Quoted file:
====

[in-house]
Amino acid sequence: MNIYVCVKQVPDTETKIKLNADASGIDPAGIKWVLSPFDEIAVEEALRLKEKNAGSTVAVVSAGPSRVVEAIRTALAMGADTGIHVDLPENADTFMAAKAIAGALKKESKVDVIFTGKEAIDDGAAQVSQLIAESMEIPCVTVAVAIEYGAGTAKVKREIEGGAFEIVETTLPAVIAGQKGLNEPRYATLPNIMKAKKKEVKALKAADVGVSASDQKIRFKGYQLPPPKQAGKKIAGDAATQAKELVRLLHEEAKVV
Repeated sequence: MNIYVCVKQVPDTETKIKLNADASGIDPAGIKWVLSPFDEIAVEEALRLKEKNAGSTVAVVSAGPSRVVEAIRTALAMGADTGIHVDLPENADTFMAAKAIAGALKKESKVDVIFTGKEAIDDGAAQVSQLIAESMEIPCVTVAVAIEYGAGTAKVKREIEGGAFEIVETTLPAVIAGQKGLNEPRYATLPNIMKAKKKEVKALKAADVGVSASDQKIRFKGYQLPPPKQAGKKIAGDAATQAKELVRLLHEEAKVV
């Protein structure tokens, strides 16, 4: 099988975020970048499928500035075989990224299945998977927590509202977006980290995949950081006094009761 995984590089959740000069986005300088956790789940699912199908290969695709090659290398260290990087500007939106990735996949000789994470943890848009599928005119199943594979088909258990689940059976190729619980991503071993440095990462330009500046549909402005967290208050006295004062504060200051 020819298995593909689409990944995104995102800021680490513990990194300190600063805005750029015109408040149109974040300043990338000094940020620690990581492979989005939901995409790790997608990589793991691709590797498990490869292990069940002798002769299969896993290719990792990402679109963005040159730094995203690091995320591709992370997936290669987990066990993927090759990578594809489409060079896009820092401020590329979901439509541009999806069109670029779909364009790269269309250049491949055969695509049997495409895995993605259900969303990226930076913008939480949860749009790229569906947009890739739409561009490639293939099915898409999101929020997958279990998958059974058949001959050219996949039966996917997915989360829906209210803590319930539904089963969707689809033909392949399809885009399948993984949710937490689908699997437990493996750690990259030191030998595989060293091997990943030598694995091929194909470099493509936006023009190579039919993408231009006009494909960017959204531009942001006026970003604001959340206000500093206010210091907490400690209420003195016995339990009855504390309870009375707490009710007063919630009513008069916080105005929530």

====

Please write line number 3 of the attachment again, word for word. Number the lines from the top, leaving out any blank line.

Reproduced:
Repeated sequence: MNIYVCVKQVPDTETKIKLNADASGIDPAGIKWVLSPFDEIAVEEALRLKEKNAGSTVAVVSAGPSRVVEAIRTALAMGADTGIHVDLPENADTFMAAKAIAGALKKESKVDVIFTGKEAIDDGAAQVSQLIAESMEIPCVTVAVAIEYGAGTAKVKREIEGGAFEIVETTLPAVIAGQKGLNEPRYATLPNIMKAKKKEVKALKAADVGVSASDQKIRFKGYQLPPPKQAGKKIAGDAATQAKELVRLLHEEAKVV